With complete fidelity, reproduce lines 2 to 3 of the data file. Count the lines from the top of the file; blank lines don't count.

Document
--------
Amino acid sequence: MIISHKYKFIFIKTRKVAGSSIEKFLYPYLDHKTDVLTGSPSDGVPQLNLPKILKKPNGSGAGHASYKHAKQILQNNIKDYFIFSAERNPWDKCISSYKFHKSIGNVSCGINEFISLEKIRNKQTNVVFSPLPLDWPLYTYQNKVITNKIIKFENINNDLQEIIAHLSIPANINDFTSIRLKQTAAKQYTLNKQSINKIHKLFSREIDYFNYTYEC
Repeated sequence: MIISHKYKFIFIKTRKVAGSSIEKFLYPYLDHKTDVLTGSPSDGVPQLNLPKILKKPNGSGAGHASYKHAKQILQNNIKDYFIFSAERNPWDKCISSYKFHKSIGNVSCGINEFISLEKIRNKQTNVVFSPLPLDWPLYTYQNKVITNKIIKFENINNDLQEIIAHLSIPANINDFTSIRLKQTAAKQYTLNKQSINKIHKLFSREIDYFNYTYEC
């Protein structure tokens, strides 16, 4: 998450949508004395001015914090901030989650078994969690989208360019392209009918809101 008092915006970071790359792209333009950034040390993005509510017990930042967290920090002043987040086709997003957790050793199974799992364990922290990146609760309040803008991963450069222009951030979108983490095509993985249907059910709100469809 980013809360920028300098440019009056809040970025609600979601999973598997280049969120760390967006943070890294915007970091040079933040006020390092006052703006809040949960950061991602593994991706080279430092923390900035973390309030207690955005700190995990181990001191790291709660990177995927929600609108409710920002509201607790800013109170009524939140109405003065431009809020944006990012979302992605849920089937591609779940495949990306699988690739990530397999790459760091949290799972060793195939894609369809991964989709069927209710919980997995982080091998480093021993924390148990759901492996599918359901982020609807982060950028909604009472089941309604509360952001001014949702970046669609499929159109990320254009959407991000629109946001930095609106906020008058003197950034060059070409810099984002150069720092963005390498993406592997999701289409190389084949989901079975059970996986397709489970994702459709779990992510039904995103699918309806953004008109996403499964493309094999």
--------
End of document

Repeated sequence: MIISHKYKFIFIKTRKVAGSSIEKFLYPYLDHKTDVLTGSPSDGVPQLNLPKILKKPNGSGAGHASYKHAKQILQNNIKDYFIFSAERNPWDKCISSYKFHKSIGNVSCGINEFISLEKIRNKQTNVVFSPLPLDWPLYTYQNKVITNKIIKFENINNDLQEIIAHLSIPANINDFTSIRLKQTAAKQYTLNKQSINKIHKLFSREIDYFNYTYEC
């Protein structure tokens, strides 16, 4: 998450949508004395001015914090901030989650078994969690989208360019392209009918809101 008092915006970071790359792209333009950034040390993005509510017990930042967290920090002043987040086709997003957790050793199974799992364990922290990146609760309040803008991963450069222009951030979108983490095509993985249907059910709100469809 980013809360920028300098440019009056809040970025609600979601999973598997280049969120760390967006943070890294915007970091040079933040006020390092006052703006809040949960950061991602593994991706080279430092923390900035973390309030207690955005700190995990181990001191790291709660990177995927929600609108409710920002509201607790800013109170009524939140109405003065431009809020944006990012979302992605849920089937591609779940495949990306699988690739990530397999790459760091949290799972060793195939894609369809991964989709069927209710919980997995982080091998480093021993924390148990759901492996599918359901982020609807982060950028909604009472089941309604509360952001001014949702970046669609499929159109990320254009959407991000629109946001930095609106906020008058003197950034060059070409810099984002150069720092963005390498993406592997999701289409190389084949989901079975059970996986397709489970994702459709779990992510039904995103699918309806953004008109996403499964493309094999």